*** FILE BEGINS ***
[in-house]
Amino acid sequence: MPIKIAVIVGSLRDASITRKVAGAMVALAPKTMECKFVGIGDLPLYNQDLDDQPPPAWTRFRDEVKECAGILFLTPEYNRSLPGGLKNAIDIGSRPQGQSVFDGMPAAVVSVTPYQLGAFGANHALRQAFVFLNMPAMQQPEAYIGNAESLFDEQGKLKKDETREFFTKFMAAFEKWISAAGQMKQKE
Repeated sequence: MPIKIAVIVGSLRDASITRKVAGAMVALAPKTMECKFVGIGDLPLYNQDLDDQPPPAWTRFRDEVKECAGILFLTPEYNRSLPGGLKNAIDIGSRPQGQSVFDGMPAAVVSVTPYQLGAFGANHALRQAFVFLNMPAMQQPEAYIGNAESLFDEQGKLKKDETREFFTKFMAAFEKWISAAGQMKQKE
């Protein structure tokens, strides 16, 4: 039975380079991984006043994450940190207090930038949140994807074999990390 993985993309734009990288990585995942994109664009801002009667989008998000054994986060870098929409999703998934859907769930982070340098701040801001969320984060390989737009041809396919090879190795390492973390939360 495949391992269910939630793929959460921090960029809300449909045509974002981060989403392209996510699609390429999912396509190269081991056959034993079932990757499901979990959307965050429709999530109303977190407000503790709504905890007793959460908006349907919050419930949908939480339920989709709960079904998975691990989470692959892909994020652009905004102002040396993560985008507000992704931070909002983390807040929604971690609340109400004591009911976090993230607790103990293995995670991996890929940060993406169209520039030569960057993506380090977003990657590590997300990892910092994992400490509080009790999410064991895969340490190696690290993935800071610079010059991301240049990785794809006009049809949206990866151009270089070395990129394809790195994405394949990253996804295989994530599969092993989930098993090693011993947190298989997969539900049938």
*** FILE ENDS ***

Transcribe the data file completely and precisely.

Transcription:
[in-house]
Amino acid sequence: MPIKIAVIVGSLRDASITRKVAGAMVALAPKTMECKFVGIGDLPLYNQDLDDQPPPAWTRFRDEVKECAGILFLTPEYNRSLPGGLKNAIDIGSRPQGQSVFDGMPAAVVSVTPYQLGAFGANHALRQAFVFLNMPAMQQPEAYIGNAESLFDEQGKLKKDETREFFTKFMAAFEKWISAAGQMKQKE
Repeated sequence: MPIKIAVIVGSLRDASITRKVAGAMVALAPKTMECKFVGIGDLPLYNQDLDDQPPPAWTRFRDEVKECAGILFLTPEYNRSLPGGLKNAIDIGSRPQGQSVFDGMPAAVVSVTPYQLGAFGANHALRQAFVFLNMPAMQQPEAYIGNAESLFDEQGKLKKDETREFFTKFMAAFEKWISAAGQMKQKE
């Protein structure tokens, strides 16, 4: 039975380079991984006043994450940190207090930038949140994807074999990390 993985993309734009990288990585995942994109664009801002009667989008998000054994986060870098929409999703998934859907769930982070340098701040801001969320984060390989737009041809396919090879190795390492973390939360 495949391992269910939630793929959460921090960029809300449909045509974002981060989403392209996510699609390429999912396509190269081991056959034993079932990757499901979990959307965050429709999530109303977190407000503790709504905890007793959460908006349907919050419930949908939480339920989709709960079904998975691990989470692959892909994020652009905004102002040396993560985008507000992704931070909002983390807040929604971690609340109400004591009911976090993230607790103990293995995670991996890929940060993406169209520039030569960057993506380090977003990657590590997300990892910092994992400490509080009790999410064991895969340490190696690290993935800071610079010059991301240049990785794809006009049809949206990866151009270089070395990129394809790195994405394949990253996804295989994530599969092993989930098993090693011993947190298989997969539900049938």